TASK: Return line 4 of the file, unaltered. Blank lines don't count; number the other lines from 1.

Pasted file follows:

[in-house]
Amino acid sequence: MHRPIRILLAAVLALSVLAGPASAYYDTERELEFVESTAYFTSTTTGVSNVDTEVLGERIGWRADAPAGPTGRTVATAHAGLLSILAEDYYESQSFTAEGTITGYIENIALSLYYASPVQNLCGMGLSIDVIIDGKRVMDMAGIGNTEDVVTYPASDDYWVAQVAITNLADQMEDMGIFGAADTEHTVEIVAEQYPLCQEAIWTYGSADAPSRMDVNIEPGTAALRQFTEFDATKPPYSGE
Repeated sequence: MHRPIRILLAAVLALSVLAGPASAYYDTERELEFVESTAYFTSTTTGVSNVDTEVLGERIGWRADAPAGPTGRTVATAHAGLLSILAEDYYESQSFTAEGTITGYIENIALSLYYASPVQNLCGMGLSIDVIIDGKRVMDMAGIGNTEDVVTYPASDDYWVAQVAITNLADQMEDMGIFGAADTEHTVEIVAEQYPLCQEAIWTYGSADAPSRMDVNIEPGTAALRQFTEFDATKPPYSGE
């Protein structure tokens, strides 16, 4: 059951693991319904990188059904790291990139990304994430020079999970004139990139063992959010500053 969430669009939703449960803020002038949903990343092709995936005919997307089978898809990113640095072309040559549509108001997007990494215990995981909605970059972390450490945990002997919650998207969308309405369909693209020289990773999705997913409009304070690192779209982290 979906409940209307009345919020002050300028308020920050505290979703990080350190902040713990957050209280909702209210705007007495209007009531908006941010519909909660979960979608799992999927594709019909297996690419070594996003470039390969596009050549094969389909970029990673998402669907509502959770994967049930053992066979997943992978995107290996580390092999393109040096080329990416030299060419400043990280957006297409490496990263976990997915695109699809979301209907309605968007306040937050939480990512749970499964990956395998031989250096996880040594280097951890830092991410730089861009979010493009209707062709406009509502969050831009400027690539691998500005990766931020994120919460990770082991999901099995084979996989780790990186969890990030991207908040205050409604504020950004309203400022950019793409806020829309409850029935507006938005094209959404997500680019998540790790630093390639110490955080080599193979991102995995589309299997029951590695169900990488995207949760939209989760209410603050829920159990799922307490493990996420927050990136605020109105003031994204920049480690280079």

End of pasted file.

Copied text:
């Protein structure tokens, strides 16, 4: 059951693991319904990188059904790291990139990304994430020079999970004139990139063992959010500053 969430669009939703449960803020002038949903990343092709995936005919997307089978898809990113640095072309040559549509108001997007990494215990995981909605970059972390450490945990002997919650998207969308309405369909693209020289990773999705997913409009304070690192779209982290 979906409940209307009345919020002050300028308020920050505290979703990080350190902040713990957050209280909702209210705007007495209007009531908006941010519909909660979960979608799992999927594709019909297996690419070594996003470039390969596009050549094969389909970029990673998402669907509502959770994967049930053992066979997943992978995107290996580390092999393109040096080329990416030299060419400043990280957006297409490496990263976990997915695109699809979301209907309605968007306040937050939480990512749970499964990956395998031989250096996880040594280097951890830092991410730089861009979010493009209707062709406009509502969050831009400027690539691998500005990766931020994120919460990770082991999901099995084979996989780790990186969890990030991207908040205050409604504020950004309203400022950019793409806020829309409850029935507006938005094209959404997500680019998540790790630093390639110490955080080599193979991102995995589309299997029951590695169900990488995207949760939209989760209410603050829920159990799922307490493990996420927050990136605020109105003031994204920049480690280079």